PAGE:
Expert advice on driving when it’s wet
So, winter is here!. That’s great if you’re chained to a plush sofa next to a roaring fire. But driving is about to become more challenging. More rain equals more wet roads. More wet roads means more accidents. The risks of wet-weather driving, however, can be minimised with the right tools and mindset. Here are some of the things you need to keep in mind.
Get your car right
At the most basic level, how are your tyres? Do they have good tread?
“They’re round, they’re black and a lot of people’s attitude is, ‘Who cares?’” says Ian Luff, principal and founder of driver-training organisation, Drive to Survive. “But tread is not for passing rego, it’s to displace water; at 100km/h, the average tyre has to displace about six litres of water each second.” Another key factor: can you see properly? If your wiper blades are worn, your washer bottle doesn’t have a detergent additive or your windows are foggy from the inside, identifying and avoiding risks will be harder. And your headlights need to work, not just for your vision but to help other road-users see you. Always turn them on in wet or foggy conditions.
Get your head right
When it rains, your car’s road-holding capabilities are reduced and other road users are harder to see. Or, another way to put it – you can expect more surprises but won’t be as well equipped to deal with them. Just being aware of this is central to having the right wet-weather mindset. And focus! “The problem is we can ‘astral travel’ while driving around,” says Luff. “Your brain can be in, say, Wollongong while you’re actually back in Engadine.”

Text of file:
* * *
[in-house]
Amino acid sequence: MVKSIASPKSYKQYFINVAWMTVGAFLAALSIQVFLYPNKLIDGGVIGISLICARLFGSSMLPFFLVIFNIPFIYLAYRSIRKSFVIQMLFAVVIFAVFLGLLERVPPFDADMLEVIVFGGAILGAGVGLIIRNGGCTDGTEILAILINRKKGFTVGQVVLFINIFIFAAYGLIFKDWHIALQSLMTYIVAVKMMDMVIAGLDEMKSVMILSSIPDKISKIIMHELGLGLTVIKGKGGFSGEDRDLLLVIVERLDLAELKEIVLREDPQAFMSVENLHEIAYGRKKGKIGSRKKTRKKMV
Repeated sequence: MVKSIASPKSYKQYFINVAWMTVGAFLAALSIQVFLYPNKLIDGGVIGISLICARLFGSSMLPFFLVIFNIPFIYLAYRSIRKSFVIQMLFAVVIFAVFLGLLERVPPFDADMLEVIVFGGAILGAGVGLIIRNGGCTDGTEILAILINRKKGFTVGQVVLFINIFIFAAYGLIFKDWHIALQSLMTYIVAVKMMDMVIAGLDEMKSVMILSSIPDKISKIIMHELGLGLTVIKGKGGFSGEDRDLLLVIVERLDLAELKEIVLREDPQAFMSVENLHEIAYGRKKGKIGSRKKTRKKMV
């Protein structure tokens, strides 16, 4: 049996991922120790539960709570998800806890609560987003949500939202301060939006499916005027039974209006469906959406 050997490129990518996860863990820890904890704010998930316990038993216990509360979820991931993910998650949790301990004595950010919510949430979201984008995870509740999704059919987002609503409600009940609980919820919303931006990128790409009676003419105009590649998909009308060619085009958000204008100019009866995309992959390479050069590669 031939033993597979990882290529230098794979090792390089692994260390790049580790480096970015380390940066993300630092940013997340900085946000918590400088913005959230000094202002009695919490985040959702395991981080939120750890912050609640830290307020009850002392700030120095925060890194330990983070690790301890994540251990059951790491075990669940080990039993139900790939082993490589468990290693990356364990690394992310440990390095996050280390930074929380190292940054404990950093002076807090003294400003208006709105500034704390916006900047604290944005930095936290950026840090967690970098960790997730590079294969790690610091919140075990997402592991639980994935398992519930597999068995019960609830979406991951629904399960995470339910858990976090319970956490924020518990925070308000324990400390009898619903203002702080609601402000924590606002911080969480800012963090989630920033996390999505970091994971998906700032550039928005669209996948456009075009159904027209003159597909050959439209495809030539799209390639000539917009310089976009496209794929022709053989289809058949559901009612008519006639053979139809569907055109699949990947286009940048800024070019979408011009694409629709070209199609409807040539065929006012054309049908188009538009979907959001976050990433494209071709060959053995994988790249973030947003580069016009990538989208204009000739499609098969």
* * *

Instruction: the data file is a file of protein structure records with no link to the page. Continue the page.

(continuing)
Slow down, look up
Posted speed limits are a maximum, not a minimum, so drive to the conditions. And don’t tailgate. You’ll see more of what’s going on in front of you and be able to squeeze the brakes, not jump on them, if you need to stop quickly. “People say, ‘If I leave a gap someone will steal it’,” says Luff, “but we need to remember that we don’t own the roads.”
Beware deadly drizzle
Monsoon-like conditions are scary but light drizzle after a dry spell can be more dangerous. Oils and other contaminants rise to the surface of the road but aren’t washed off entirely. Luff says, “There’s this road in Sydney that all the buses use,” says Luff, “At the bus depot just up the road, they fill them up with diesel, then the buses go around the corners and the overflow spills out. When there’s a light drizzle you see the tow trucks come out and sit at these spots. They know people are going to turn from grip to slip.”
Know when to quit
“When the wipers are on full speed and the water’s like a firehose, do you need an invitation?” says Luff. “You might as well drive down the road and shut your eyes.” Sometimes it’s just safer to stop. If you do, pull over as far as possible to the left, preferably off the road, and put your hazard lights on to warn others. And don’t try your luck with dry-weather-only roads (they’re signposted because they’ll eat up a car in light rain) or flooded surfaces. It only takes a metre or so of moving water to sweep a car away.